I have a Hartley 32 that was professionally built in ferro
. I am in the process of fitting out, and she is on the hard
near my factory.
is very fair, and we have sanded it back in preparation for a 2 pack paint
job. After this, she will look like any other boat in the marina.
gets a lot of unfair raps from people whose only experience has been to see the very poorly build "backyard" boats from the 60's and 70's when the material costs were very cheap
, and it seemed nearly everyone was building one. This is also a major contributor to the poor resale prices. Don't get me wrong, I have seen some real shockers, but there are many out there that are pleasing to the eye as well as being good comfortable cruising boats.
A professionally designed and built ferro boat "Helsal" was a regular competitor in offshore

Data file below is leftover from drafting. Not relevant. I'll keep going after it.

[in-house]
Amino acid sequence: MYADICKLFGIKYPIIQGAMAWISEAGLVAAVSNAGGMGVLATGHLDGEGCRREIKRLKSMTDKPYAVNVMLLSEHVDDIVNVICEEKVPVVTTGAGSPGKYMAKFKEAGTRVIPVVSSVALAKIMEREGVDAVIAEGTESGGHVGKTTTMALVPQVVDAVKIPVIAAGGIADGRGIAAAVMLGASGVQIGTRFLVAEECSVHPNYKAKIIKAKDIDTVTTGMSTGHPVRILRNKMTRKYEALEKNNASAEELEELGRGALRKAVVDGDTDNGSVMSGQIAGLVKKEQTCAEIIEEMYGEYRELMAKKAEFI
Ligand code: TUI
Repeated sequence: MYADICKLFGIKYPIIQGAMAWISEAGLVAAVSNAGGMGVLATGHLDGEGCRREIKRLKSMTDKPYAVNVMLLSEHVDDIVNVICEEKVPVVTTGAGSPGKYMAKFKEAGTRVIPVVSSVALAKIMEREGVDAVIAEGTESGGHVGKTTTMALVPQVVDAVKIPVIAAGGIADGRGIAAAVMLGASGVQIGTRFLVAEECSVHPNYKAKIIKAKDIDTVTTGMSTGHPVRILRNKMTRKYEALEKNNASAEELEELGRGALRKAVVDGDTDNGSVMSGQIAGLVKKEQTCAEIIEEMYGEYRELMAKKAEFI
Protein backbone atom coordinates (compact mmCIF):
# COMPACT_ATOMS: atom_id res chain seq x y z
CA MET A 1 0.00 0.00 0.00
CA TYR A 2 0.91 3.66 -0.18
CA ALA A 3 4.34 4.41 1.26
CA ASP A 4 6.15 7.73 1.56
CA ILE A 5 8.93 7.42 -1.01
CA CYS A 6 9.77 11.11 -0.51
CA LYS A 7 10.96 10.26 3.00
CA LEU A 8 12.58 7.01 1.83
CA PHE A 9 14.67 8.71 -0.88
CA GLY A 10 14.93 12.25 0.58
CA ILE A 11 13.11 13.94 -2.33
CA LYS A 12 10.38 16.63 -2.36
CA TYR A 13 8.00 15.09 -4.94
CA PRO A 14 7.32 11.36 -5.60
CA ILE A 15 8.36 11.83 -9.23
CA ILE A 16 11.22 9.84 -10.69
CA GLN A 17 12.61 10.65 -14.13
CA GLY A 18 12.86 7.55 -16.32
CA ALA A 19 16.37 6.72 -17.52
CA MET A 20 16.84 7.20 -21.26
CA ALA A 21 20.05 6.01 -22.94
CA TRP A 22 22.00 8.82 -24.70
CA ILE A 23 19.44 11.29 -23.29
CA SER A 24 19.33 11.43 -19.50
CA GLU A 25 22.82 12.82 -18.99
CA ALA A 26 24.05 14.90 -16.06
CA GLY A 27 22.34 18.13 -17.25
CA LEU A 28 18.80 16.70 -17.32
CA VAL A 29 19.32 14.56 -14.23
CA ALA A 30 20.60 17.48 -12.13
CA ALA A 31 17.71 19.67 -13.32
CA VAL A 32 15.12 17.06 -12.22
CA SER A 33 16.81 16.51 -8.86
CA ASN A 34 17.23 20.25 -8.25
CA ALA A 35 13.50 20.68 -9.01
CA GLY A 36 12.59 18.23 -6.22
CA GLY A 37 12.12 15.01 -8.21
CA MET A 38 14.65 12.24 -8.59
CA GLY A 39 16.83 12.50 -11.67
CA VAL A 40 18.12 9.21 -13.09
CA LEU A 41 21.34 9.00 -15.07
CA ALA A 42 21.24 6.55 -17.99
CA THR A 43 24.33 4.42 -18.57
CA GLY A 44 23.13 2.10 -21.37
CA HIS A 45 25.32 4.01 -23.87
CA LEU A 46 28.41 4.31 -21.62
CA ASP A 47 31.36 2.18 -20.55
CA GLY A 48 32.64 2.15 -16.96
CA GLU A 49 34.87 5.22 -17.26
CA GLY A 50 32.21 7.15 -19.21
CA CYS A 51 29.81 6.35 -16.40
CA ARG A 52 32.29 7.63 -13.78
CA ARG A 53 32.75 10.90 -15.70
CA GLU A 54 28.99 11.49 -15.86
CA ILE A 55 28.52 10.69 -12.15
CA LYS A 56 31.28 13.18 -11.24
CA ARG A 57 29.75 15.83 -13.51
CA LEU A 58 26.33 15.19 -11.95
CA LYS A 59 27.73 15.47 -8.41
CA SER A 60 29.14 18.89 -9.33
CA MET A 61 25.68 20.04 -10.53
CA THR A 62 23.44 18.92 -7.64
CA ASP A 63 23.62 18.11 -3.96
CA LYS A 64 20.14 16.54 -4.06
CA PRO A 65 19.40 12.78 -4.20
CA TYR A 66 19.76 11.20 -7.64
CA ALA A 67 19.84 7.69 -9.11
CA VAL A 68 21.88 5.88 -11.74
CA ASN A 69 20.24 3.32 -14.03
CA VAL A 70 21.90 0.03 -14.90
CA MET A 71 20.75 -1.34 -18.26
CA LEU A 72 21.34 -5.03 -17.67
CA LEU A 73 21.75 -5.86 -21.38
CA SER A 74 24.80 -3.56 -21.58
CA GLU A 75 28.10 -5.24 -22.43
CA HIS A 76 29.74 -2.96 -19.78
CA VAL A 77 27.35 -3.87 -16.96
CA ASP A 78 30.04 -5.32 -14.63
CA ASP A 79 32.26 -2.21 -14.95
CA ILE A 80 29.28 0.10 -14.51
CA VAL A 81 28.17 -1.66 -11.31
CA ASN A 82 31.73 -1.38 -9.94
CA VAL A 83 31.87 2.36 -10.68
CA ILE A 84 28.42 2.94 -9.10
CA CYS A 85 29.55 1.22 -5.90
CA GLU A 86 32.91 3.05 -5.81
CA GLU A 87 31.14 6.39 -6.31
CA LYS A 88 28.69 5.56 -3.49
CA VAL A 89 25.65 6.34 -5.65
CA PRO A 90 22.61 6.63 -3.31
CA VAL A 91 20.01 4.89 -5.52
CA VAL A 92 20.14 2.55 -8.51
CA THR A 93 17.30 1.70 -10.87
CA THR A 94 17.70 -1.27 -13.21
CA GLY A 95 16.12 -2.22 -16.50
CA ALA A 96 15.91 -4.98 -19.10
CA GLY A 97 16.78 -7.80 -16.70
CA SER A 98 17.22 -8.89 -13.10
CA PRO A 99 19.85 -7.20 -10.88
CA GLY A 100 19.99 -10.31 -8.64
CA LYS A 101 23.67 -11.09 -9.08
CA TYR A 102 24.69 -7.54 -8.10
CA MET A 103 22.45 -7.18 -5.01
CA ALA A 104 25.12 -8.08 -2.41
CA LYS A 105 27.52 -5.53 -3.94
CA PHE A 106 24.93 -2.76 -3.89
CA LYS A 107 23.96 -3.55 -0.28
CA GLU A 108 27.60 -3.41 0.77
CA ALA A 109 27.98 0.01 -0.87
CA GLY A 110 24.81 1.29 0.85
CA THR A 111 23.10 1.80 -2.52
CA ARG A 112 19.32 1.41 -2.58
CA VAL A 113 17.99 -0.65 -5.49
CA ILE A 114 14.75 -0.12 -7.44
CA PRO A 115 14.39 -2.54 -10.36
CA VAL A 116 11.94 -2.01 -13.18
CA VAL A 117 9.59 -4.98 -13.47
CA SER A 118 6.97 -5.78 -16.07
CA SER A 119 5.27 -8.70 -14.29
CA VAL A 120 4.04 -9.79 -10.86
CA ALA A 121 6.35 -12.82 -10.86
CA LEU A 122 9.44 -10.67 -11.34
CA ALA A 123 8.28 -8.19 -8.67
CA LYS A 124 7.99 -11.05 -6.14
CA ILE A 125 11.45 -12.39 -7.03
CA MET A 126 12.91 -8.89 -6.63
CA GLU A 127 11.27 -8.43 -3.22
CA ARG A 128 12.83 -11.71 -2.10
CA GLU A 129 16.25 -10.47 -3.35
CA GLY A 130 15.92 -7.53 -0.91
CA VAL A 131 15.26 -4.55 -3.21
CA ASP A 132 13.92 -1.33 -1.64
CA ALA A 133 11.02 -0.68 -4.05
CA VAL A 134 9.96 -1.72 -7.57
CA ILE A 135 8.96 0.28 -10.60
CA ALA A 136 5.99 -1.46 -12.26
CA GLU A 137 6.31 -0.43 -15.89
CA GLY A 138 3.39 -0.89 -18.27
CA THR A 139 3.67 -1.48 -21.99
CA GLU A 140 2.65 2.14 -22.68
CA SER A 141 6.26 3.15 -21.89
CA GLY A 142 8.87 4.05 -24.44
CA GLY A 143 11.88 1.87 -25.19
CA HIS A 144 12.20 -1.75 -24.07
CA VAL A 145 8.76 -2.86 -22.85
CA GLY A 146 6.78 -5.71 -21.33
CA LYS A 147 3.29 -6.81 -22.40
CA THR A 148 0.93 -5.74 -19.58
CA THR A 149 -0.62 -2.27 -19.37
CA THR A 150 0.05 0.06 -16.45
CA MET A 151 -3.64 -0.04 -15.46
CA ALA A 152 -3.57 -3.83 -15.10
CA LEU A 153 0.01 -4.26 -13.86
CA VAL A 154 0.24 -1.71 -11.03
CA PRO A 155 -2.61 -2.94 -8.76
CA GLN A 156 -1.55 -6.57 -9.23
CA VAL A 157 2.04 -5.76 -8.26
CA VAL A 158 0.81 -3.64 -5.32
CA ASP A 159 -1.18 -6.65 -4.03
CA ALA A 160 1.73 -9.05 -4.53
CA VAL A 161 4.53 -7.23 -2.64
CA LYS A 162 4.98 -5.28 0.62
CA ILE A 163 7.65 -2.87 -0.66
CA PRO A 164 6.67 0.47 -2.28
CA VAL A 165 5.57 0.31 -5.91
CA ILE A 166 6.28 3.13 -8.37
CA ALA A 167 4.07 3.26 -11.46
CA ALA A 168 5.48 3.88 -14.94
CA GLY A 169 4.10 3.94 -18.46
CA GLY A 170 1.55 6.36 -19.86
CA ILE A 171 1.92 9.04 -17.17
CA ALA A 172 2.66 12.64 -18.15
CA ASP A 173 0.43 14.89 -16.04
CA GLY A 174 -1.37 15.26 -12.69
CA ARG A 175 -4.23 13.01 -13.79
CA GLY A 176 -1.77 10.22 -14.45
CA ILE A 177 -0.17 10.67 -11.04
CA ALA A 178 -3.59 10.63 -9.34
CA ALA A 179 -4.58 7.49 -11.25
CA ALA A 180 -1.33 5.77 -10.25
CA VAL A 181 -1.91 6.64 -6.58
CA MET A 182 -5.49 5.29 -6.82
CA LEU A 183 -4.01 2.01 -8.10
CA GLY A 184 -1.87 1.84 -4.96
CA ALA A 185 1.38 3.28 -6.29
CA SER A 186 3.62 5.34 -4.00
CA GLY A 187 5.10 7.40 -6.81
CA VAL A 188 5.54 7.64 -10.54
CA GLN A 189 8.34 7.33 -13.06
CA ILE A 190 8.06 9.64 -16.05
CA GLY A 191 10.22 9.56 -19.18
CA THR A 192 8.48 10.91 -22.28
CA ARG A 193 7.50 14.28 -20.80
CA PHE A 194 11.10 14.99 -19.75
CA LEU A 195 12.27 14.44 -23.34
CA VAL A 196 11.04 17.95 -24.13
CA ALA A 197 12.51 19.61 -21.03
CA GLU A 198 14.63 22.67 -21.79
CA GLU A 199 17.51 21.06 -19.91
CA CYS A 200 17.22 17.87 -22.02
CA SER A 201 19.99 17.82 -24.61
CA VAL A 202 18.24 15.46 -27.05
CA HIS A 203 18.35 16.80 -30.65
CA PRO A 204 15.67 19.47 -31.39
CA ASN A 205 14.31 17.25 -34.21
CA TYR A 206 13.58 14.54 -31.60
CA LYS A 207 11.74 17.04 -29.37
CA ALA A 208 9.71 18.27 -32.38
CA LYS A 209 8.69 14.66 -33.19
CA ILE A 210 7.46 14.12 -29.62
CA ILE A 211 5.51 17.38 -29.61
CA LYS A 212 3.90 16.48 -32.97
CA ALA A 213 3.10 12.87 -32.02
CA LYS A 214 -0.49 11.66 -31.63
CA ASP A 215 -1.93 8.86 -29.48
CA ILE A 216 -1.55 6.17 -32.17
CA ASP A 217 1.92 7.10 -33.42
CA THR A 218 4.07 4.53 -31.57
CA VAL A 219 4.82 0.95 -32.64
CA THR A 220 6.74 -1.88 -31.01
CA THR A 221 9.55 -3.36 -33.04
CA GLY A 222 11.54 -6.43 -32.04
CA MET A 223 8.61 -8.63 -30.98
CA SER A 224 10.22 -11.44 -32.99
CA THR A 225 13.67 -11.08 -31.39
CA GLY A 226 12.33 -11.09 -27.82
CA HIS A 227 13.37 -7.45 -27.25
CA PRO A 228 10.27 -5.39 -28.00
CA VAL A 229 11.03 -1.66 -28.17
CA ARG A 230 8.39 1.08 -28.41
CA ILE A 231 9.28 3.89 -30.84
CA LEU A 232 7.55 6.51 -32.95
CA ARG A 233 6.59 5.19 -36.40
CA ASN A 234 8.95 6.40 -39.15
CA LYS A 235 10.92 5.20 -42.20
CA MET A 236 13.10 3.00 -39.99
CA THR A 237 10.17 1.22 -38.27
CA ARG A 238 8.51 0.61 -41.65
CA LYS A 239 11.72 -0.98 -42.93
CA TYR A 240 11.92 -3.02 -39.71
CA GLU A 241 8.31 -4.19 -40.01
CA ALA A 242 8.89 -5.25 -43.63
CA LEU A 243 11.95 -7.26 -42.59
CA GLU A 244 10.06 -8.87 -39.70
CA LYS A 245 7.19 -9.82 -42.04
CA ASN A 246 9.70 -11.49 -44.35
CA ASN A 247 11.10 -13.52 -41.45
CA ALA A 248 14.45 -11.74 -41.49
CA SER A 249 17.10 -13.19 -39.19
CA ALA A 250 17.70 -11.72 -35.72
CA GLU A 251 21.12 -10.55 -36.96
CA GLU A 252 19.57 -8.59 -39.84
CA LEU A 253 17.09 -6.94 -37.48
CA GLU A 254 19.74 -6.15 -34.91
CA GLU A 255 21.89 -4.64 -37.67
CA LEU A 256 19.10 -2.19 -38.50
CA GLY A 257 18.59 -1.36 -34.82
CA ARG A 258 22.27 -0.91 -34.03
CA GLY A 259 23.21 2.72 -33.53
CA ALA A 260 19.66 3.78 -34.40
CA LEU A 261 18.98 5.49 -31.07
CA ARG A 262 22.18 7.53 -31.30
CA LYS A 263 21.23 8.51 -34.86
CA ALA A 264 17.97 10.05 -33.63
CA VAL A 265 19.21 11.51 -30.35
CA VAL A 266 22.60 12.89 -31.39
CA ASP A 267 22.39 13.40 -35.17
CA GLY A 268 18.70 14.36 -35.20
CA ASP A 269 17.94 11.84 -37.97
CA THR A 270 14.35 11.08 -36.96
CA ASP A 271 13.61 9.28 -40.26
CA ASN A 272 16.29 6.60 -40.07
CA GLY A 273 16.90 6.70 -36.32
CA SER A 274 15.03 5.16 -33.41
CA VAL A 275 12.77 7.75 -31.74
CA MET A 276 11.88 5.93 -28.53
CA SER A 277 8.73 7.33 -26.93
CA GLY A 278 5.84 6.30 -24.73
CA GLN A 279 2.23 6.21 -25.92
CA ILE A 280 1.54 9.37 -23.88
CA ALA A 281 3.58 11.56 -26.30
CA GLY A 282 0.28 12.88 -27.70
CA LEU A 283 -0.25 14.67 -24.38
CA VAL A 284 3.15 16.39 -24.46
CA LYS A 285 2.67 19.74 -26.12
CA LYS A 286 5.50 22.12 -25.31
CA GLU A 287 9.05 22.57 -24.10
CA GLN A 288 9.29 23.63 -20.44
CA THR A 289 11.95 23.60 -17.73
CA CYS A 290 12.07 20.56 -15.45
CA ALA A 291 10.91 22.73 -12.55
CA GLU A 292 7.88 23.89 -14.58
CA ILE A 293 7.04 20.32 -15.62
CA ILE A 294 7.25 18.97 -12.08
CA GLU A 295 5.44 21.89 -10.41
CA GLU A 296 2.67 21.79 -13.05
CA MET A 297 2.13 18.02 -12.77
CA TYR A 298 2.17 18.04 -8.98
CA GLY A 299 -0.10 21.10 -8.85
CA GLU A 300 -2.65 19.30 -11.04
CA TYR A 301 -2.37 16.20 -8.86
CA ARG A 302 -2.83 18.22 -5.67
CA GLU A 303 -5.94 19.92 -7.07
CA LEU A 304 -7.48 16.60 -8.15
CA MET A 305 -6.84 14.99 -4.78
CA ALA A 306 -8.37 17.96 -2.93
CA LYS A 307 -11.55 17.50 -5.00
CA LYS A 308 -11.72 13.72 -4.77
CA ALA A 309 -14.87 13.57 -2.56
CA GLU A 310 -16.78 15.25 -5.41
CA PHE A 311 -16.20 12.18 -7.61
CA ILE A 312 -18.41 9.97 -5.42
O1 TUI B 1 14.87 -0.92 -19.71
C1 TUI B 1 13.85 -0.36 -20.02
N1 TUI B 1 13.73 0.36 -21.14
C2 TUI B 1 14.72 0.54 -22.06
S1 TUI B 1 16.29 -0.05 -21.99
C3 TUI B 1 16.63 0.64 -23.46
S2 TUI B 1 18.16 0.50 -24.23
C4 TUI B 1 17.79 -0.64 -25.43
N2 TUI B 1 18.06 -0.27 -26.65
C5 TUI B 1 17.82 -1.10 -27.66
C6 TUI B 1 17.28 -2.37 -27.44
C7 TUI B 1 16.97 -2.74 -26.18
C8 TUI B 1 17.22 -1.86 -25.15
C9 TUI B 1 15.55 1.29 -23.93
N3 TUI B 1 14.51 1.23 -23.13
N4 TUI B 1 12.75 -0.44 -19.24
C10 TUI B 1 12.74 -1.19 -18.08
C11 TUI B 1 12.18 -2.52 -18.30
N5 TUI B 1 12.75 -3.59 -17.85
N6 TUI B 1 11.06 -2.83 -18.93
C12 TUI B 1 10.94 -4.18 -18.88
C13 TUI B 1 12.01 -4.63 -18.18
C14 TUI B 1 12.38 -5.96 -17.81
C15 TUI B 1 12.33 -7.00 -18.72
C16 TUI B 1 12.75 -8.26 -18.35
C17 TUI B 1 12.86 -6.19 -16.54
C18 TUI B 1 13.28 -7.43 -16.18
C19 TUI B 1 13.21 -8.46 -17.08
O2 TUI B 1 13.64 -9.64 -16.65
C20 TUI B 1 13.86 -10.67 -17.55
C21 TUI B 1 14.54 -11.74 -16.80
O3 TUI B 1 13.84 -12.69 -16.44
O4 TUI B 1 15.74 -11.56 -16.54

yacht races in the 1970's, and always a good performer. Among other acheivements, she won the prestigous offshore
races such as Sydney
to Hobart, Sydney
to Lord Howe Island and Sydney to Mooloolaba. She now has a more comfortable life being a charter
vessel in the Whitsunday Islands off the Queensland
I was looking for a cost effective way to get a decent sized cruising boat, and I came across this ferro project
boat; it was built in 1980, and had been in the water
for over 20 years with no signs of armature rusting, cracking of cememt, or patching of repairs
. I figure that 20 years in the hostile marine environment
is a good test, and that build quality problems would have arisen by now.
Working with a ferro hull
is not without challenges, but what boat building project
is ever as straight forward and easy as you initially thought? All building materials will have advantages and disadvatages.
For me, I am happy with the choice I have made, and I look forward with anticipation to the day when she is wet again.